iRead- Using iPods for Literacy
Here’s a 10 minute video describing how one of our great elementary school teachers is using iPods to help with elementary literacy and reading fluency. The video needs some work1 but the idea is sound and interesting2.
It’s a bit of a HEF ad but they’re a good group that helps fund projects like this so I’m happy to help them out.
I had a great time at UMW’s Faculty Academy. Got to meet a number of people face to face for the first time which is always interesting. I was lucky enough to be able to present as a plenary speakerI had to look it up. It’s Higher Ed speak for “Second Tier Keynoter.” as well. After being repeatedly told to “bring my A game” I had completely psyched myself out. In direct retaliation I decided to introduce as many elements of “randomness” as I could into this presentation. Amateur psychologists please feel free to run with what that indicates about my personality. I’m not necessarily arguing that all three made the presentation better but it did make it more interesting to me and I think they did add some interesting elements for the audience. Element One The day before the presentation I had already come up with two slide decks with two very different themes. One, had tattoos as the visual element because I thought the idea of things people were willing to have jabbed into their skin with needles made for an interesting visual theme. The other presentation was based around the danse macbre woodcuts from the Black Plague. Neither one did quite what I wanted and the macabre one was too depressing even for me. So I decided […]
I found these beautiful notes from SXSW via Boing Boing where I saw Battledecks which led to this summary. credit Mike Rohde Powerpoint meets Karaoke in this battle of wits. Watch your favorite speakers craft an off-the-cuff presentation using slides they’ve never seen before. Eight competitors will have five minutes to complete their presentation. Three judges will score the participants based on their use of jargon, gesturing and credibility. Who will take home the trophy and who will totally choke? Come see for yourself! Two things came to mind for me. 1. Battledecks with your class. You set up a serious of slides that deal with your topic. Divide the class into groups and give out the deck. They’ve got X minutes to come up with the content to match the slides. Points are awarded for relevancy, creativity/entertainment, jargon etc. For English, this could get really creative. It’d be an awesome way to do work with vocabulary words or story structure. They could pitch a story Hollywood style using as many vocabulary words as possible while working the story through the basic steps (rising action, etc). You could add difficulty by forcing genres on the students (nice way to review those elements as well). Now, this won’t work at all if you’re giving them traditional bullet point slide decks to […]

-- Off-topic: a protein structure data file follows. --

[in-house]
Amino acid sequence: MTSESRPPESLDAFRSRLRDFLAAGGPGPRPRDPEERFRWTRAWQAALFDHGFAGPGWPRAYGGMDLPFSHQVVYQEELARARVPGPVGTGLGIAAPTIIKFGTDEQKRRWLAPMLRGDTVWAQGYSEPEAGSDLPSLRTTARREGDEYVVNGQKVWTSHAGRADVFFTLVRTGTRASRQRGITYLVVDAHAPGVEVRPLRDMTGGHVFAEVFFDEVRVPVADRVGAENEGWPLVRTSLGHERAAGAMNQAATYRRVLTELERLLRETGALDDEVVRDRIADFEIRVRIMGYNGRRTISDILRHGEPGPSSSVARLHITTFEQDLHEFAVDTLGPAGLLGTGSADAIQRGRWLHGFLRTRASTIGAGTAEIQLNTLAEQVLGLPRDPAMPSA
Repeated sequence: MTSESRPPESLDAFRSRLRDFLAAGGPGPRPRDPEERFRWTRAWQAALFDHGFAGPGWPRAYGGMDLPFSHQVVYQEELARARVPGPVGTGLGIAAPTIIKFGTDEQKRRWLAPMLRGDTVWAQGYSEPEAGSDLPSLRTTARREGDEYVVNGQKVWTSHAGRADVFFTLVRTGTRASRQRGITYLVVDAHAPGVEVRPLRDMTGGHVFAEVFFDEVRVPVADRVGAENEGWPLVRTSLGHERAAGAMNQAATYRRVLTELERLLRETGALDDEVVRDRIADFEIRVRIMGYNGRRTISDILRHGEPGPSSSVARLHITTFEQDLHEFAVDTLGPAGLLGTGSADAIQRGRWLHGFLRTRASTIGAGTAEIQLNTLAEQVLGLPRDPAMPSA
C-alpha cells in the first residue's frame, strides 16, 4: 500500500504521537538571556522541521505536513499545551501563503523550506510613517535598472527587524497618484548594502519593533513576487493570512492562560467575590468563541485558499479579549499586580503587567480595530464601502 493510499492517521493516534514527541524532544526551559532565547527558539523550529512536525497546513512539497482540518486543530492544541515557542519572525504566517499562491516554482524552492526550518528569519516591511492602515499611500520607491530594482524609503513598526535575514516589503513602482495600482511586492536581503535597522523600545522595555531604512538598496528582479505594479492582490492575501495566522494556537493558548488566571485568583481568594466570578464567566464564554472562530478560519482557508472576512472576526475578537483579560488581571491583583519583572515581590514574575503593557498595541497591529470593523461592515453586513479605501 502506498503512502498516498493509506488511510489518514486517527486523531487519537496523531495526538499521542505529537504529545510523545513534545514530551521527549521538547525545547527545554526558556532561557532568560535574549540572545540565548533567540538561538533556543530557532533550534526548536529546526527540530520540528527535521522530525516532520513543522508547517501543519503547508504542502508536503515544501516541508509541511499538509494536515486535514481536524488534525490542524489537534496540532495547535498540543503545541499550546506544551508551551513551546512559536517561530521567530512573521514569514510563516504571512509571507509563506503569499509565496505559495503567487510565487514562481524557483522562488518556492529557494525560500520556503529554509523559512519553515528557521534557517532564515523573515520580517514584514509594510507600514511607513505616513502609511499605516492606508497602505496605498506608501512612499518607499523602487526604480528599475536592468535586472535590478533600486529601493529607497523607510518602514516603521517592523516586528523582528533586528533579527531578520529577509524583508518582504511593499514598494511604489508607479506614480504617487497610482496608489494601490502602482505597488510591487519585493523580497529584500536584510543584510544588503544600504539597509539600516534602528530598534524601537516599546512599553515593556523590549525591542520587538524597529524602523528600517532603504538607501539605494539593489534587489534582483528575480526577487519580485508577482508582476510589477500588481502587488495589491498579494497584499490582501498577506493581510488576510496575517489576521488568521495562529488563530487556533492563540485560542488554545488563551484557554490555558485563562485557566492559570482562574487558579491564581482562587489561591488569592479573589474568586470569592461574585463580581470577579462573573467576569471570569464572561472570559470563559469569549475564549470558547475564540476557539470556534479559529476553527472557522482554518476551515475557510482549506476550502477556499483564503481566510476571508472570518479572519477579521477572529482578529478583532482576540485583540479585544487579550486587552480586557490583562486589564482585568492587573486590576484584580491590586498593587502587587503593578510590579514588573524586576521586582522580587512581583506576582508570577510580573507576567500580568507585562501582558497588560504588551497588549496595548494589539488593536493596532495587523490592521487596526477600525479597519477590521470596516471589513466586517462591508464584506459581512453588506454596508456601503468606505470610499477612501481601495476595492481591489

I wandered into the The Pirate’s Dilemma keynote video the other day and found it pretty interesting. It’s worth watching if you’ve got some time. There’s also an accompanying book and blog. I subscribed to the blog and got an interesting bonus recently. Nicholas Felton ( of dy/dan fame) worked with Matt Mason (Pirate’s Dilemma author) as part of the We Tell Stories series. My brief was to come up with something based Hard Times, the Dickens classic which illustrates the growing pains of the industrial revolution. My story was to be about the growing pains of the information revolution, the subject covered in The Pirate’s Dilemma. If that wasn’t an intimidating enough way to enter the world of fiction for the first time, the story also had to be told as an ‘info-graphic novel’, using mostly statistics and numbers, mirroring Mr Thomas Gradgrind’s (the main character in Hard Times) obsession with cold hard facts. He didn’t quite follow those directions but I like what he came up with. It takes some focus to really appreciate it (or understand it in some cases) but I think that’s a good thing. We Tell Stories is an interesting project with 6 authors telling 6 stories in interesting ways. There’s a lot of variety and some interesting things to think about in terms […]